Short story review: England, My England by DH Lawrence, from England, My England, and Other Stories (1922)
In “England, My England,” Lawrence symbolizes the self-destructive yearning of the fading English gentility through the protagonist Egbert, an effete aristocrat who is killed at the front after enlisting in the army in an attempt to reassert his masculinity. 
Oh, so THAT’S what it was about.
There’s me thinking it was about a man too pretty to be bothered about working a real job, but instead preferring to do some gardening at home, living off his father-in-law’s money and being generally boring and eventually signing on to be a soldier in World War I. Thanks for the clarification, it helped.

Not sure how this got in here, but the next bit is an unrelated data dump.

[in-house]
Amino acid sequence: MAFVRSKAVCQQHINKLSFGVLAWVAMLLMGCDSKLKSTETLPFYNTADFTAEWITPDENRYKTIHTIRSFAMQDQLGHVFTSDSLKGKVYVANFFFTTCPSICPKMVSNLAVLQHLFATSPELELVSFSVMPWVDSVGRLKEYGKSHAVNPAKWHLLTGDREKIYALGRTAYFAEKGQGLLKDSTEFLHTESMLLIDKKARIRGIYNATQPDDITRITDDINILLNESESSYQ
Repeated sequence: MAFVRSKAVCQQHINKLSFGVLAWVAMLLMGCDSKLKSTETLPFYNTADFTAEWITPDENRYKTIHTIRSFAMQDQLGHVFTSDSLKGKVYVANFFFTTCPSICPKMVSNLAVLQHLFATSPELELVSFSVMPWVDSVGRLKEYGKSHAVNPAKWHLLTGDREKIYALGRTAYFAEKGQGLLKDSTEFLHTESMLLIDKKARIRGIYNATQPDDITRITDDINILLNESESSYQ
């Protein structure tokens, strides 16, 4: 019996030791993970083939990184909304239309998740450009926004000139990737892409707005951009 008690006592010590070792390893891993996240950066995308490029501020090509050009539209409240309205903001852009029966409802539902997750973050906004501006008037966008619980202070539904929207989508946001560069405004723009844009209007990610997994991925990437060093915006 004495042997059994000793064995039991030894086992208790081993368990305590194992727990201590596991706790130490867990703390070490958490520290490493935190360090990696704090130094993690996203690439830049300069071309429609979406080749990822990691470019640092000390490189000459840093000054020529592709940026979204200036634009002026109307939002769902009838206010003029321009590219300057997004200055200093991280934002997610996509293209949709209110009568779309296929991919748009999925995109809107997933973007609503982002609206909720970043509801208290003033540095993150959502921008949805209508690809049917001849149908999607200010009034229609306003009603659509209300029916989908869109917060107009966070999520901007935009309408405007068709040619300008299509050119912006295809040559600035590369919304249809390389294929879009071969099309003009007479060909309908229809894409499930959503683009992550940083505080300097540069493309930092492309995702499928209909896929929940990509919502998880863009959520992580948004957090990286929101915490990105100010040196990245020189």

Didn’t help with the enjoyment of reading the story, however. It was tedious and felt whiny. Definitely one of those stories that he often writes, where it feels as if everything is just a big ol’ metaphor or symbol-speak for something else entirely. Which, apparently, it sort of was.
It feels “cultural”, in a way that I don’t like and can’t stomach. The sort of haughty, “oh look at me, I’m so artsy, darling! I sit here in a beret, drinking espresso with my artsy pals while I contemplate my existential angst which no amount of poetry can fully describe.”
DH Lawrence was an expert in this field, especially if you add a woman brooding over not getting laid and/or a man who fancies another man. I’m sorry, I find it incredibly dull, even if the nature descriptions warm the cockles of my heart.
2 estranged and unfulfilled spouses out of 5.
Read this short story: Project Gutenberg